It's nice to see that even gourmets can take a hint from the real world once in a while.

Wild Rice Stuffing with Pearl Onions, Dried Cherries and Apricots
Bon Appetit 11/98

Melt about 2 TB butter in large skillet over medium heat. Add onions and sauté until brown, about 15 minutes. Set aside.

Bring 4-½ C broth and 1 TB thyme to boil in large saucepan. Add wild rice; bring to boil. Reduce heat; cover and simmer 30 minutes. Add white rice, cover and simmer until all rice is tender and liquid is almost absorbed, about 15 minutes longer.

Stir dried apricots, dried cherries, raisins and 2 TB thyme into rice mixture; cover and simmer 3 minutes. Stir pearl onions and remaining 4 TB butter into rice. Mix in pecans. Season generously with salt and pepper.

Loosely fill main cavity of turkey with cool stuffing. Butter glass baking dish. Spoon remaining stuffing into prepared dish. Cover with buttered foil, buttered side down. Bake stuffing in dish alongside turkey until heated through, about 20 minutes.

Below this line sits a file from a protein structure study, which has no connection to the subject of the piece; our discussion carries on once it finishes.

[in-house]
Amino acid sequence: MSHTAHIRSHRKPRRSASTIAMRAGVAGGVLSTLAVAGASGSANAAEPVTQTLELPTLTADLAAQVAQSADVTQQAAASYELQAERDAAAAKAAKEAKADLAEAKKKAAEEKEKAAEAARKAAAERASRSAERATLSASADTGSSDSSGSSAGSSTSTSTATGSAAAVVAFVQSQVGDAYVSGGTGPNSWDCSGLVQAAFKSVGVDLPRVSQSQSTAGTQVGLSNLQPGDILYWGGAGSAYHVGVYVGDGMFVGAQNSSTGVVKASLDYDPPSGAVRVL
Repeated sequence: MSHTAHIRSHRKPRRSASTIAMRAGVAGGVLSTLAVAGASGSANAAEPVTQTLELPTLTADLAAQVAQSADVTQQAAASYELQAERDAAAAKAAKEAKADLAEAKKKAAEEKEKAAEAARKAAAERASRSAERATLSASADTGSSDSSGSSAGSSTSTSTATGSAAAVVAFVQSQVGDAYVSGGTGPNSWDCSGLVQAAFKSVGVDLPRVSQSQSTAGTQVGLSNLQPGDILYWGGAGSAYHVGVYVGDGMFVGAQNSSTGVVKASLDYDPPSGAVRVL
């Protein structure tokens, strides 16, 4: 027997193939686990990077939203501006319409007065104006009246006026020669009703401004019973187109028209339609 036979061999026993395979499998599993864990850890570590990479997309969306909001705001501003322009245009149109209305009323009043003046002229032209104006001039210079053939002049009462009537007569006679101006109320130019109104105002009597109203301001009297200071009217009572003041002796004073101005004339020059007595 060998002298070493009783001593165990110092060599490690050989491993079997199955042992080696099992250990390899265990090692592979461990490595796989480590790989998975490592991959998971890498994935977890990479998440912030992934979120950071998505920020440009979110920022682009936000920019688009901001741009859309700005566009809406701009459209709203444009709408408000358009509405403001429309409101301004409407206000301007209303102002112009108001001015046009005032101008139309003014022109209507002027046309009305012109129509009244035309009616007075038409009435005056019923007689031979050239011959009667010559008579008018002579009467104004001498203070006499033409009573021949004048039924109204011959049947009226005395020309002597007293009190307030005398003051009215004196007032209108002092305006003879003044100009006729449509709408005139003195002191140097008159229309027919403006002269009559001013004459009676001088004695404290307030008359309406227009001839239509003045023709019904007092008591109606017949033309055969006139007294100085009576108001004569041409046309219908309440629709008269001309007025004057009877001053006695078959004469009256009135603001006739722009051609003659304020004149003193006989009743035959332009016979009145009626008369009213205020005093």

To bake all of stuffing in baking dish, preheat over to 350 degrees F. Butter 13x9x2 inch glass baking dish. Transfer stuffing to prepared dish. Cover with buttered foil, buttered side down, and bake until heated through, about 30 minutes.

(My suggestions to Alia, as previously noted, are to substitute olive oil for the butter and to replace the chicken broth with canned vegetable broth. And to be sure to tell all skeptics that this recipe is right from the pages of one of America's premier cooking magazines…)